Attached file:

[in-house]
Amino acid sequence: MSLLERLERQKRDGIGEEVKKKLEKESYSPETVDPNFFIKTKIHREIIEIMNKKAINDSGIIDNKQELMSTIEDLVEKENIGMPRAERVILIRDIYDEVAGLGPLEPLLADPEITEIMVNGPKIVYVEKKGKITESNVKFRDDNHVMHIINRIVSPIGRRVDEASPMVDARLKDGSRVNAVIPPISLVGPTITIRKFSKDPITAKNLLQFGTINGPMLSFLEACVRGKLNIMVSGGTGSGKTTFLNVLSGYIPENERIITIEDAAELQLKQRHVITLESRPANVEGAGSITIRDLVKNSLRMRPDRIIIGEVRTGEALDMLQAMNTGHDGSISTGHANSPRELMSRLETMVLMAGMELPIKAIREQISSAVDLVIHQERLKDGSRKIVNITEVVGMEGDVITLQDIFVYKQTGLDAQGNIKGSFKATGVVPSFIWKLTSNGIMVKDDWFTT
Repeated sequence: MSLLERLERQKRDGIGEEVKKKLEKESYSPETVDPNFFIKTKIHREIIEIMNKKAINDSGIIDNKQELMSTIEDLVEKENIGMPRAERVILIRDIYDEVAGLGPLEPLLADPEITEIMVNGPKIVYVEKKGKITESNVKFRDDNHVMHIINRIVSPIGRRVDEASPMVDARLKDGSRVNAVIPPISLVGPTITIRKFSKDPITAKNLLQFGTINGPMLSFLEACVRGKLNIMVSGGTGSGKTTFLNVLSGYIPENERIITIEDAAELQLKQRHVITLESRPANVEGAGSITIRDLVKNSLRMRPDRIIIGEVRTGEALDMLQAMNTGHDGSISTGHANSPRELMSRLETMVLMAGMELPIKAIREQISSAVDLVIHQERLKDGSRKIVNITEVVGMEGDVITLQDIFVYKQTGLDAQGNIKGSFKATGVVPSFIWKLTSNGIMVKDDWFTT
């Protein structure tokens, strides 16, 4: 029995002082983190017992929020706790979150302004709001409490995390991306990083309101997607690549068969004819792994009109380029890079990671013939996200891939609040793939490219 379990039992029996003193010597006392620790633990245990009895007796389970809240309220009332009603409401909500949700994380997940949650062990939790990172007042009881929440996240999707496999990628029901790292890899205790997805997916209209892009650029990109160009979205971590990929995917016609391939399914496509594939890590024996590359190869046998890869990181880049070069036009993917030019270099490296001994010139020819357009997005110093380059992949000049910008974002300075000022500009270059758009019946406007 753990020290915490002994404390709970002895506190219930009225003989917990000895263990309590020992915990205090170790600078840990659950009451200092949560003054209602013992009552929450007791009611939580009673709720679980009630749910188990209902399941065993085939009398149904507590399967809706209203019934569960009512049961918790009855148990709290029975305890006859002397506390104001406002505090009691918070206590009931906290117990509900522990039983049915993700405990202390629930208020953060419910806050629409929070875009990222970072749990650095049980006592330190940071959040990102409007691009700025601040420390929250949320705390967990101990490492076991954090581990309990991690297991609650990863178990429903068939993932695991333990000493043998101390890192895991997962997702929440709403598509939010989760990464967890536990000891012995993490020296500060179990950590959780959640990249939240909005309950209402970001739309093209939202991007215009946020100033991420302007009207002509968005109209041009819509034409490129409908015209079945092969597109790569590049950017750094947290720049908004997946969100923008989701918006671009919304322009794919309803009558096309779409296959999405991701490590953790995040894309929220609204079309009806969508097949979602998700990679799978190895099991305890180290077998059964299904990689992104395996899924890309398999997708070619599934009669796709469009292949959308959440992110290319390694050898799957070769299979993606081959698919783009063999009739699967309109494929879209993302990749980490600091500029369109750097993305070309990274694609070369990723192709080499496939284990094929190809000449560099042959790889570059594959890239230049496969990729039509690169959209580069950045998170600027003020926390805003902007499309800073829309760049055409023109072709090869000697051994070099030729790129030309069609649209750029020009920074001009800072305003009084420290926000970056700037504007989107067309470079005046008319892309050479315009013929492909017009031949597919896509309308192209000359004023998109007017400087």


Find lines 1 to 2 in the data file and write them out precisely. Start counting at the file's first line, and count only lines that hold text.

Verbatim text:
[in-house]
Amino acid sequence: MSLLERLERQKRDGIGEEVKKKLEKESYSPETVDPNFFIKTKIHREIIEIMNKKAINDSGIIDNKQELMSTIEDLVEKENIGMPRAERVILIRDIYDEVAGLGPLEPLLADPEITEIMVNGPKIVYVEKKGKITESNVKFRDDNHVMHIINRIVSPIGRRVDEASPMVDARLKDGSRVNAVIPPISLVGPTITIRKFSKDPITAKNLLQFGTINGPMLSFLEACVRGKLNIMVSGGTGSGKTTFLNVLSGYIPENERIITIEDAAELQLKQRHVITLESRPANVEGAGSITIRDLVKNSLRMRPDRIIIGEVRTGEALDMLQAMNTGHDGSISTGHANSPRELMSRLETMVLMAGMELPIKAIREQISSAVDLVIHQERLKDGSRKIVNITEVVGMEGDVITLQDIFVYKQTGLDAQGNIKGSFKATGVVPSFIWKLTSNGIMVKDDWFTT